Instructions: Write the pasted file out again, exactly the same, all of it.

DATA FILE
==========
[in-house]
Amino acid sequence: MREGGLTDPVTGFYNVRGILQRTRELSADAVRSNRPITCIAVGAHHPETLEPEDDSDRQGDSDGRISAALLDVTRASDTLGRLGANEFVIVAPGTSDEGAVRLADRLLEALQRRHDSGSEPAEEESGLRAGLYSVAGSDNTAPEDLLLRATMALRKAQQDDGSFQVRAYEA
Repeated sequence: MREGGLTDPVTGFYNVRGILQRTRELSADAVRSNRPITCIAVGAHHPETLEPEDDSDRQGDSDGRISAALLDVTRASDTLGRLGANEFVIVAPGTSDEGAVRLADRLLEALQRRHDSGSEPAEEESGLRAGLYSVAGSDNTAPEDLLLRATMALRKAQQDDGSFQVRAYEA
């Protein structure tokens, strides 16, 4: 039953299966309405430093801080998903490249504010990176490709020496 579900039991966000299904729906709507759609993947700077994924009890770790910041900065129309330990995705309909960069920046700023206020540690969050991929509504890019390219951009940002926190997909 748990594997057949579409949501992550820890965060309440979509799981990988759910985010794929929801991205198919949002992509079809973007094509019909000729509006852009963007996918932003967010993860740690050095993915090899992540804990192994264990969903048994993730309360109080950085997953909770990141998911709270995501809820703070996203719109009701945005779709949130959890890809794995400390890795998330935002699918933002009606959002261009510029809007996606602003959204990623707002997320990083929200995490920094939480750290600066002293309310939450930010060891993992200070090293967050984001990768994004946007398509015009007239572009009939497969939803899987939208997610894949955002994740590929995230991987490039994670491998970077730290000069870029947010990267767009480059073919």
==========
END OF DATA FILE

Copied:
[in-house]
Amino acid sequence: MREGGLTDPVTGFYNVRGILQRTRELSADAVRSNRPITCIAVGAHHPETLEPEDDSDRQGDSDGRISAALLDVTRASDTLGRLGANEFVIVAPGTSDEGAVRLADRLLEALQRRHDSGSEPAEEESGLRAGLYSVAGSDNTAPEDLLLRATMALRKAQQDDGSFQVRAYEA
Repeated sequence: MREGGLTDPVTGFYNVRGILQRTRELSADAVRSNRPITCIAVGAHHPETLEPEDDSDRQGDSDGRISAALLDVTRASDTLGRLGANEFVIVAPGTSDEGAVRLADRLLEALQRRHDSGSEPAEEESGLRAGLYSVAGSDNTAPEDLLLRATMALRKAQQDDGSFQVRAYEA
């Protein structure tokens, strides 16, 4: 039953299966309405430093801080998903490249504010990176490709020496 579900039991966000299904729906709507759609993947700077994924009890770790910041900065129309330990995705309909960069920046700023206020540690969050991929509504890019390219951009940002926190997909 748990594997057949579409949501992550820890965060309440979509799981990988759910985010794929929801991205198919949002992509079809973007094509019909000729509006852009963007996918932003967010993860740690050095993915090899992540804990192994264990969903048994993730309360109080950085997953909770990141998911709270995501809820703070996203719109009701945005779709949130959890890809794995400390890795998330935002699918933002009606959002261009510029809007996606602003959204990623707002997320990083929200995490920094939480750290600066002293309310939450930010060891993992200070090293967050984001990768994004946007398509015009007239572009009939497969939803899987939208997610894949955002994740590929995230991987490039994670491998970077730290000069870029947010990267767009480059073919």